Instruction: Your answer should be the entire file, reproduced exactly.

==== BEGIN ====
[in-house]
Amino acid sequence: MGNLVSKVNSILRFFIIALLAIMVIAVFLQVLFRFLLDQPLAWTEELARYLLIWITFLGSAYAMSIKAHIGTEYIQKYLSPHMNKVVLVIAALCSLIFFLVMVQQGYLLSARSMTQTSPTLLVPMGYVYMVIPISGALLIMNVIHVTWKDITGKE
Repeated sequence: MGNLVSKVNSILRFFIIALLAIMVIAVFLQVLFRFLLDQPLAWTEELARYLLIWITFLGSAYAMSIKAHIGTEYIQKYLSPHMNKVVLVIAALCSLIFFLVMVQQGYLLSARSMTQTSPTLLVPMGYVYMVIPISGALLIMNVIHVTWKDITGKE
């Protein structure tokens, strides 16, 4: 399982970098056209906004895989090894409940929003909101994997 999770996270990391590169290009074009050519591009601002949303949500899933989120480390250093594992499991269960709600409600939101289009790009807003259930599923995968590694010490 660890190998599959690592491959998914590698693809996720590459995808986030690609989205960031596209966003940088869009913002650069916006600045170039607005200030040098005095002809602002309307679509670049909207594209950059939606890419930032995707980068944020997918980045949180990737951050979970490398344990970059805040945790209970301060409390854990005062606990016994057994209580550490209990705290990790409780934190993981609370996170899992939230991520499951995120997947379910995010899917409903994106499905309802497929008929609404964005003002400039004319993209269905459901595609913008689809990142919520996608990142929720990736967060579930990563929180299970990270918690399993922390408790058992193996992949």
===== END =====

[in-house]
Amino acid sequence: MGNLVSKVNSILRFFIIALLAIMVIAVFLQVLFRFLLDQPLAWTEELARYLLIWITFLGSAYAMSIKAHIGTEYIQKYLSPHMNKVVLVIAALCSLIFFLVMVQQGYLLSARSMTQTSPTLLVPMGYVYMVIPISGALLIMNVIHVTWKDITGKE
Repeated sequence: MGNLVSKVNSILRFFIIALLAIMVIAVFLQVLFRFLLDQPLAWTEELARYLLIWITFLGSAYAMSIKAHIGTEYIQKYLSPHMNKVVLVIAALCSLIFFLVMVQQGYLLSARSMTQTSPTLLVPMGYVYMVIPISGALLIMNVIHVTWKDITGKE
């Protein structure tokens, strides 16, 4: 399982970098056209906004895989090894409940929003909101994997 999770996270990391590169290009074009050519591009601002949303949500899933989120480390250093594992499991269960709600409600939101289009790009807003259930599923995968590694010490 660890190998599959690592491959998914590698693809996720590459995808986030690609989205960031596209966003940088869009913002650069916006600045170039607005200030040098005095002809602002309307679509670049909207594209950059939606890419930032995707980068944020997918980045949180990737951050979970490398344990970059805040945790209970301060409390854990005062606990016994057994209580550490209990705290990790409780934190993981609370996170899992939230991520499951995120997947379910995010899917409903994106499905309802497929008929609404964005003002400039004319993209269905459901595609913008689809990142919520996608990142929720990736967060579930990563929180299970990270918690399993922390408790058992193996992949």